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Czechoslovak leader backs Soviet reforms. Step marks dramatic shift from Husak's past hard line

Hard-line Czechoslovakia has firmly endorsed Soviet leader Mikhail Gorbachev's reforms. This surprising turn of events followed a few months of obvious anxiety and acute differences of opinion among dogmatists and reformist moderates within the Prague leadership.

At what was likely to be the Communist Party Central Committee's last meeting before Mr. Gorbachev pays an official visit to Prague early next month, Czechoslovak party leader Gustav Husak largely echoed the Soviet leader's proposals on secret ballots in party and legislative bodies and on open attitudes toward information. This is a major departure from nearly 20 years of dogmatic and frequently repressive rule under Dr. Husak's leadership.

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Earlier in his speech, Husak had insisted that ``no one is forcing Soviet ideas'' on Czechoslovakia. ``We have been learning from Soviet Communists throughout the history of our party and,'' he added, ``we shall go on doing so.''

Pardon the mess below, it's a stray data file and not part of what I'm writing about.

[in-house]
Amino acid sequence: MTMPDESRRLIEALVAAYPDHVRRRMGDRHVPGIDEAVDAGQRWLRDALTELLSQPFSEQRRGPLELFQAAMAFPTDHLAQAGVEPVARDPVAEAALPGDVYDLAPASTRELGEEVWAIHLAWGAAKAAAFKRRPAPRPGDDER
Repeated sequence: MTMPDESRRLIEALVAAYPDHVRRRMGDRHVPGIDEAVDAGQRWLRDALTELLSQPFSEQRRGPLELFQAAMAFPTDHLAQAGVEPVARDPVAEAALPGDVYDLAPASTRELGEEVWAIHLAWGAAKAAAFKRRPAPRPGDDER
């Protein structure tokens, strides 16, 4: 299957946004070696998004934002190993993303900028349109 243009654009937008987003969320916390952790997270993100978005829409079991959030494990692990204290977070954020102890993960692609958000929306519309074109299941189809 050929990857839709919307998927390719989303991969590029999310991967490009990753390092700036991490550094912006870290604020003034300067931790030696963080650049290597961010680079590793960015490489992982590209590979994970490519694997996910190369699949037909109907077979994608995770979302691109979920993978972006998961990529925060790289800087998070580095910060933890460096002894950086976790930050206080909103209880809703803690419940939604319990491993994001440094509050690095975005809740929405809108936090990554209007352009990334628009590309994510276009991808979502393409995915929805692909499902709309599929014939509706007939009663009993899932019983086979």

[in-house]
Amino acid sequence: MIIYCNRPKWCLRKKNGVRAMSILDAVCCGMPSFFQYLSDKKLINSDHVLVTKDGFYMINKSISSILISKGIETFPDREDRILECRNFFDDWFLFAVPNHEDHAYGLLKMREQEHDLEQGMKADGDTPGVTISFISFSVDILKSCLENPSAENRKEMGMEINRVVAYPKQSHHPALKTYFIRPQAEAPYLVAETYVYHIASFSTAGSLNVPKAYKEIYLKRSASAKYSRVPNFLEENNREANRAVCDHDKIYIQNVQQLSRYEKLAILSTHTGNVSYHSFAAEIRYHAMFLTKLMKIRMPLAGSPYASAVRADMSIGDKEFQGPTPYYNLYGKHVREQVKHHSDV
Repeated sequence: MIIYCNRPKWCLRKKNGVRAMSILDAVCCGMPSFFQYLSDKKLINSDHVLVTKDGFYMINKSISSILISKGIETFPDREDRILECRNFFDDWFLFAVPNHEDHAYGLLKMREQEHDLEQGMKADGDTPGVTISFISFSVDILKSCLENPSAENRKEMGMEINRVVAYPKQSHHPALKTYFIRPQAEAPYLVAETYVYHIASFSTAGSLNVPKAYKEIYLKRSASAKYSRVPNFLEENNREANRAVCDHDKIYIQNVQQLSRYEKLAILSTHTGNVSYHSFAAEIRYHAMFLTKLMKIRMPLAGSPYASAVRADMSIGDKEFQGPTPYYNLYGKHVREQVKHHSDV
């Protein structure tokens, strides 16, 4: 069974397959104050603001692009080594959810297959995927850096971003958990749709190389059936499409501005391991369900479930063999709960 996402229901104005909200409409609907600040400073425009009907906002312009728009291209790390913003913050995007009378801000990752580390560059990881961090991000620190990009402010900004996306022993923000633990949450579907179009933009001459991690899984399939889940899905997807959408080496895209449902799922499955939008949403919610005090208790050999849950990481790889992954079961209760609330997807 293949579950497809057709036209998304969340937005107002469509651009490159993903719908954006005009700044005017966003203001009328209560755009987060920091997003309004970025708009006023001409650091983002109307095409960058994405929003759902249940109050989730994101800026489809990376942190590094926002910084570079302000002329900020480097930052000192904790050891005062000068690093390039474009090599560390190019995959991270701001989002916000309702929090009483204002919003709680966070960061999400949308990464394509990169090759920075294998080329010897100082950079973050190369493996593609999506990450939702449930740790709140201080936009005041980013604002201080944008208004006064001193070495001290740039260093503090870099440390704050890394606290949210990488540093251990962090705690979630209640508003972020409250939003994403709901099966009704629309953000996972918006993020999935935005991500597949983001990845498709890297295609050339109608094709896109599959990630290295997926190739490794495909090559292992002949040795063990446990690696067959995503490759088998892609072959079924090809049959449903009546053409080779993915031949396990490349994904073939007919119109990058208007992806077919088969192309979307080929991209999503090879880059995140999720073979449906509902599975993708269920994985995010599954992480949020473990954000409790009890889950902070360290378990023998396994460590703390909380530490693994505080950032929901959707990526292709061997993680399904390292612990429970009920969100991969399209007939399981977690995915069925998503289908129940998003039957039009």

``We want people to know what is happening in our country,'' he said, ``what is being decided and how it is being decided.

``It is the duty of functionaries to consult the people, and regularly and openly inform them of programs and goals and of the difficulties which have to be solved.''

The speech makes astonishing reading after 10 years of severe and persistant efforts, for example, to silence the Charter 77 movement which, besides defending human rights, has tried to act as a constructive public spokesman on social and political policy in general.

In another unusual passage, Husak foretold the ``biggest change'' in economic management since the nationalization and centralization imposed with the Communists' takeover in 1948. It would include enterprise autonomy and the election of managers. Preparations for changes, he said, would begin next month.

These were the major elements in the 1968 package of reforms devised by economist Ota Sik, an exile in Western Europe ever since Soviet intervention crushed the ``Prague Spring'' and brought Husak to power.

There was initial rejection of Gorbachev's ideas by Vasil Bilak, the party's most hard-line spokesman during and since the Soviet intervention. Reform in Czechoslovakia, he said, was a tool for those who wanted to revive the ``counterrevolution.''

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Shortly afterward, however, Prime Minister Lubomir Strugal made a speech that looked like total repudiation of Mr. Bilak's arguments and strongly favored Gorbachev-style economic changes.

And Husak - who has previously always been the cautious balancer between the two factions in his own party - went still further in a strong speech to the Central Committee. At least in words, he seems to be returning to some of the Prague Spring's political ideas.

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